NEW YORK (Reuters) - Steve McQueen’s estate sued a clothing company on Tuesday, alleging the unauthorized use of the late film star’s image and name as part of its “Steve McQueen Celebration” line of fashion and accessories.
The McQueen heirs accuse Clothing Company S.P.A. and parent company Belstaff USA and Belstaff International LTD of “willful and brazen unauthorized use of the name, image, signature and likeness” of the actor known as the King of Cool for his roles in films in the 1960s and 1970s.
British-born Belstaff, whose trademark biker jackets were a favorite of soldier and writer T.E. Lawrence, is owned by Italy’s Malenotti family. A company representative was not immediately available for comment.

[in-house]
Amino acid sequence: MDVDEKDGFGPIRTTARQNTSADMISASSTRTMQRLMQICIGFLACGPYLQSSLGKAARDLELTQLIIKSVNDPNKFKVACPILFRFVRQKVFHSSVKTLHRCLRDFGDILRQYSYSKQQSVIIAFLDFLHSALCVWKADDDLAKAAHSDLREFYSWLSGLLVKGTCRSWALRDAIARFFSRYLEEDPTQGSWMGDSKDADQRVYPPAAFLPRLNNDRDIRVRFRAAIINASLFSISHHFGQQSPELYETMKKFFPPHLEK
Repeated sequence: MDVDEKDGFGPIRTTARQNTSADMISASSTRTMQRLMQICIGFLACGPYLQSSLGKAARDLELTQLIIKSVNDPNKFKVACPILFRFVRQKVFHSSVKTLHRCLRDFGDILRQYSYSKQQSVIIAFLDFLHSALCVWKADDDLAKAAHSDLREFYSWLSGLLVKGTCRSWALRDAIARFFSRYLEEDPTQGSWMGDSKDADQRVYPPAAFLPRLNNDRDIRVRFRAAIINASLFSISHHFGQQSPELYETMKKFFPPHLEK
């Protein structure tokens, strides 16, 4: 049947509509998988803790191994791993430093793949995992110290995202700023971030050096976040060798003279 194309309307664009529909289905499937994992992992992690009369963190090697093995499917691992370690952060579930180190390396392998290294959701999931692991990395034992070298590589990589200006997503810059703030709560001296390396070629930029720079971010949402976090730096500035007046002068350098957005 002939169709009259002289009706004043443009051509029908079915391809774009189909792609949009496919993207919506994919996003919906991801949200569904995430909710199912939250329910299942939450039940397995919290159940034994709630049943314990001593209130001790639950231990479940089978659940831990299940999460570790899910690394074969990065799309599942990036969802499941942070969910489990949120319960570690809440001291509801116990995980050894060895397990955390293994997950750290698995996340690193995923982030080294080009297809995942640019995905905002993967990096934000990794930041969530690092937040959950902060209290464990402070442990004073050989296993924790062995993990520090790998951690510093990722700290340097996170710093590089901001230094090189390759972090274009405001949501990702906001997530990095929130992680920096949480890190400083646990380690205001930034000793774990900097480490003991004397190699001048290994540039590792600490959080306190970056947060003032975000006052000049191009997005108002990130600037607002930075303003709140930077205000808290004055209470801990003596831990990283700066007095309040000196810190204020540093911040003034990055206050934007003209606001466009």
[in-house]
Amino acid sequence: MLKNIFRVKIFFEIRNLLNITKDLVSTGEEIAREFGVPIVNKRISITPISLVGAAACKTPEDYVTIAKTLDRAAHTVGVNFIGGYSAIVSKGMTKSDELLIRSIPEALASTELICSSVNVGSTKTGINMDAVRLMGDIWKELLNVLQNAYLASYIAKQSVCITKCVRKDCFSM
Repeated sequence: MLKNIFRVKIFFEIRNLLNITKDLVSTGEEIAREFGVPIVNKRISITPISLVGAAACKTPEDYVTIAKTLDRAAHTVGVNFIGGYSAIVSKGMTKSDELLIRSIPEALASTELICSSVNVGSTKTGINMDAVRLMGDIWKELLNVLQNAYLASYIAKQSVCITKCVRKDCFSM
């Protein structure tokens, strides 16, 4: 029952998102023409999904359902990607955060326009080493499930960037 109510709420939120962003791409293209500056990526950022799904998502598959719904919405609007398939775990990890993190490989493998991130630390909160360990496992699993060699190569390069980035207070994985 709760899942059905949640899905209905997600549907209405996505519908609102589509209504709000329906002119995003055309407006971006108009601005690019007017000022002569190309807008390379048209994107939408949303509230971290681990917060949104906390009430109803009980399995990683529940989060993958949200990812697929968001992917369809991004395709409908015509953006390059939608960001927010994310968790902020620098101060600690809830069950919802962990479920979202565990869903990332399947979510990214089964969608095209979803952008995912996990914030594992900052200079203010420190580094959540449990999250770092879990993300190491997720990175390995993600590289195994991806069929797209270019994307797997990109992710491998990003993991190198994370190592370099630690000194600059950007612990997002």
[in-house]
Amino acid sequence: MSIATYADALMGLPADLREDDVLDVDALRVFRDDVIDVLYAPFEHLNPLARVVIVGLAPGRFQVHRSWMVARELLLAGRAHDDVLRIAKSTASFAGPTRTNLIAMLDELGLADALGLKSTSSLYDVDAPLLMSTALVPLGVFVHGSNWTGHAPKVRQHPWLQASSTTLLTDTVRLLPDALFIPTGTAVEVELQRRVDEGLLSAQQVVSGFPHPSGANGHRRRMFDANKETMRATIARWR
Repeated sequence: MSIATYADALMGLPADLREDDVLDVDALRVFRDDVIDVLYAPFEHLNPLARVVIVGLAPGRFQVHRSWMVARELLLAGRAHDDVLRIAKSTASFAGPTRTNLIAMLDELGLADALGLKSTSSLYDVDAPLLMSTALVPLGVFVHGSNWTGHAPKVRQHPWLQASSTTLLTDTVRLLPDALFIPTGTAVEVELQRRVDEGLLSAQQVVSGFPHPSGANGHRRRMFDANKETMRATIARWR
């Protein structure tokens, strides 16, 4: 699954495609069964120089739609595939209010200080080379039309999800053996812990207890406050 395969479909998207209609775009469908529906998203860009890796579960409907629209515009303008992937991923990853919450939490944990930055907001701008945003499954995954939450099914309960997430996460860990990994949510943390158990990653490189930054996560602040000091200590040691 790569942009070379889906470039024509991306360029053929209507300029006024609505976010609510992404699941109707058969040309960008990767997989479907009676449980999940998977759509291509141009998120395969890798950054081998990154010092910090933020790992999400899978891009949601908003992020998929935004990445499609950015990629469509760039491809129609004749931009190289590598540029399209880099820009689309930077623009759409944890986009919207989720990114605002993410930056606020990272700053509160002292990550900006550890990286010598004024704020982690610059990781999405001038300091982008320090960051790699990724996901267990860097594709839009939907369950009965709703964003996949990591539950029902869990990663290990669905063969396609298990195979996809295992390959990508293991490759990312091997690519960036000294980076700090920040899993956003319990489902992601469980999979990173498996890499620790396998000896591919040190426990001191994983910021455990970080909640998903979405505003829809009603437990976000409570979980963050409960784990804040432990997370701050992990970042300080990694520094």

The suit alleges a representative of Belstaff contacted the estate in 2007 requesting a license for use of McQueen’s image on a clothing and accessories line which was denied after negotiations broke down.
In August 2007, the company began producing the line anyway, the lawsuit said.
Belstaff’s actions jeopardize “the goodwill and value” of the McQueen trademark.
The actor, who died at age 50 in 1980, starred in such films as “Bullitt,” “Papillon” and “The Towering Inferno.”
Reporting by Edith Honan; Editing by Daniel Trotta